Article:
Monday, August 1, 2011
Being a Christian Ain't What It Used to Be
Being a Christian Ain't What It Used to Be
by Daniel J. Flynn
Anders Breivik killed more than six dozen people. If that doesn’t persuade you of his insanity, a clue comes via his manifesto: it is 1,500 pages. Confirmation comes through his plagiarism of the Unabomber.
But for the Left, all this is irrelevant. It is the killer’s contention that he is a Christian that truly makes him nuts. The New York Times, among other outlets, felt compelled to identify Breivik as a “Christian” in its headlines.
But what did Breivik identify as Christian?
His lengthy manifesto uses “Christianity” as a cultural/ethnic identifier rather than a term encompassing a set of religious beliefs. “If you have a personal relationship with Jesus Christ and God then you are a religious Christian,” he writes. “Myself and many more like me do not necessarily have a personal relationship with Jesus Christ and God. We do however believe in Christianity as a cultural, social, identity and moral platform. This makes us Christian.”
The Norwegian killer welcomes atheists into the ranks of “Justiciar Knights” and urges religion upon them as a pragmatic means of making them more effective soldiers. He says that he would probably pray to God upon his murder mission but then questions God’s existence. “I’m not going to pretend I’m a very religious person as that would be a lie,” Breivik admits. “I’ve always been very pragmatic and influenced by my secular surroundings and environment.”
He sounds like neither Billy Graham nor Madalyn Murray O’Hair. Like many Westerners, Anders Breivik called himself a Christian while rejecting many of the tenets of Christianity. “Thou shalt not kill” and that part about believing in God seems to have escaped Breivik’s theology.
Breivik isn’t the first mass murderer converted to Christianity by the Church of the Holy Left.
“I am a complete pagan,” Adolf Hitler proclaimed. He killed thousands of priests in concentration camps and established Nazism as a quasi state religion. Yet, leftists routinely invoke the irreligious German as a forerunner of American religious conservatives. “The Christian Coalition was a strong force in Germany,” Jesse Jackson claimed during the Pat Robertson-led group’s heyday. “It laid down a suitable, scientific, theological rationale for the tragedy in Germany. The Christian Coalition was very much in evidence there.”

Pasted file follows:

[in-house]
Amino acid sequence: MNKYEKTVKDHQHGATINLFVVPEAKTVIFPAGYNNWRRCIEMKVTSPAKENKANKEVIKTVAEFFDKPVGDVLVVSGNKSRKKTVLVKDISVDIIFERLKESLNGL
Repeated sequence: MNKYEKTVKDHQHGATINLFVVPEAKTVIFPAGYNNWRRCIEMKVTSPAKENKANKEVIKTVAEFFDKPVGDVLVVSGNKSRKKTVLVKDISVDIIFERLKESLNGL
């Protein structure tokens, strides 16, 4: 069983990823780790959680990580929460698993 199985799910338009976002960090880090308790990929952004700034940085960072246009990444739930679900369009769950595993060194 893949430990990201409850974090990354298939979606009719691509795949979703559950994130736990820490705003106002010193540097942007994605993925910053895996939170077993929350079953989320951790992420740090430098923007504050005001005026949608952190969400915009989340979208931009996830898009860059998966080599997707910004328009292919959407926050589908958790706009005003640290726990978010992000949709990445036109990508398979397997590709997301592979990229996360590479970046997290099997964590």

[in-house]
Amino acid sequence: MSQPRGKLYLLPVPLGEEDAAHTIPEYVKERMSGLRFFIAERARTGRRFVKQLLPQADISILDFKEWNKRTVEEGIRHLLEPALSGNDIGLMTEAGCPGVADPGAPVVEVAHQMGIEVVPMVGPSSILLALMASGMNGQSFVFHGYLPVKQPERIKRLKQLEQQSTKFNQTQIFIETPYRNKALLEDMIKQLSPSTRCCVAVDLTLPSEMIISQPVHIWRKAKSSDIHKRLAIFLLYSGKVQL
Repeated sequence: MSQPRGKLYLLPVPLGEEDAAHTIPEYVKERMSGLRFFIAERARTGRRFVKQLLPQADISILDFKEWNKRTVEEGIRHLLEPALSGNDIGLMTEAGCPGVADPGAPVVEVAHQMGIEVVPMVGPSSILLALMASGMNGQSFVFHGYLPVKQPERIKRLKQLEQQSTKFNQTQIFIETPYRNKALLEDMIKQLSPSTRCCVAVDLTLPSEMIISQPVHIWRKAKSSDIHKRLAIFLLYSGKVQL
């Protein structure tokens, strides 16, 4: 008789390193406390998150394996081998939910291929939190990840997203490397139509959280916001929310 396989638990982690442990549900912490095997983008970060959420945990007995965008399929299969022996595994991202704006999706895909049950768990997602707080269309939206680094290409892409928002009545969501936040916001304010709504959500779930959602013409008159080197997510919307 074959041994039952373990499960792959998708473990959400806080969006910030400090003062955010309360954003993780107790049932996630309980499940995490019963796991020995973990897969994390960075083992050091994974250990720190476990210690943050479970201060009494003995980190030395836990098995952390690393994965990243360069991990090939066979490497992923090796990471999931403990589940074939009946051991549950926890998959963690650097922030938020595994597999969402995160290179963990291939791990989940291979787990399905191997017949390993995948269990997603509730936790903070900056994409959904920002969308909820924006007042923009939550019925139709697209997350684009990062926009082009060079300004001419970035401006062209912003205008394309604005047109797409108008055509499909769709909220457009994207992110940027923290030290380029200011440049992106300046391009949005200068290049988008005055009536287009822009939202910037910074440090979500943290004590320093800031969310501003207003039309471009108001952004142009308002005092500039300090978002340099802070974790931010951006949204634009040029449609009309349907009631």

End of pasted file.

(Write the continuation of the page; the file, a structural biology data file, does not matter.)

“Nobody’s gonna come out of the sky!” Jim Jones informed his flock. “There’s no heaven up there. We’ll have to have heaven down here!” The reverend threw the Bible to the floor in his Peoples Temple and openly stated his disbelief in God. Before Jim Jones orchestrated the deaths of more than 900 people at his South American jungle commune, Willie Brown, Angela Davis, Harvey Milk, and other leading leftists lauded him as a hero. After the carnage at Jonestown, the Left conveniently dismissed him as just another crazed Christian fundamentalist.
Like Hitler, Timothy McVeigh was baptized a Catholic but didn’t attend mass as an adult. He moved away from the church and repeatedly held, “Science is my religion.” Despite these inconvenient truths, the media continues to classify his murder of 168 people in Oklahoma City as an act of “Christian terrorism.”
The evidence for the Christianity of Hitler, McVeigh, and Jones is as weak as the crackpot claims that the president is a Muslim based upon his attendance of an Islamic school in Indonesia and the fact that his father was raised Muslim. What we believe, not what our parents or our schoolmasters think, defines our beliefs.
Like Anders Breivik, the Left uses “Christian” in a very loose sense. Whereas the Norwegian mass murderer transforms a religious term into cultural one, the Left uses it as a tag to identify its enemies. In both cases, whether the “Christian” in question believes such things as the divinity of Christ, God’s forgiveness of sins, or the resurrection of the dead doesn’t factor into the designation. The secular Left associates Christianity with evil, so they instinctively link monstrous acts—the Holocaust, Jonestown, Oklahoma City—with Christianity even when the facts establishing this don’t match the strength of their desires to establish it.
Desperate to find moral equivalence between Islam and Christianity, culturally alienated Westerners declare Anders Breivik a Christian Osama bin Laden. Breivik may believe he is a Christian. But most Christians don’t. No part of Christendom celebrated his attacks, as vast swaths of the Muslim world celebrated 9/11. No poll has, or will, show Breivik’s popularity in the West, as polls taken of Indonesians, Egyptians, and Pakistanis showed Osama bin Laden’s popularity.
Is it surprising that the Prince of Peace would inspire very different religious attitudes toward violence than the Warrior Prophet?
The Left couldn’t find the Christian jihadist that they have been searching for. So they invented him.
Posted by Brett at 8:36 AM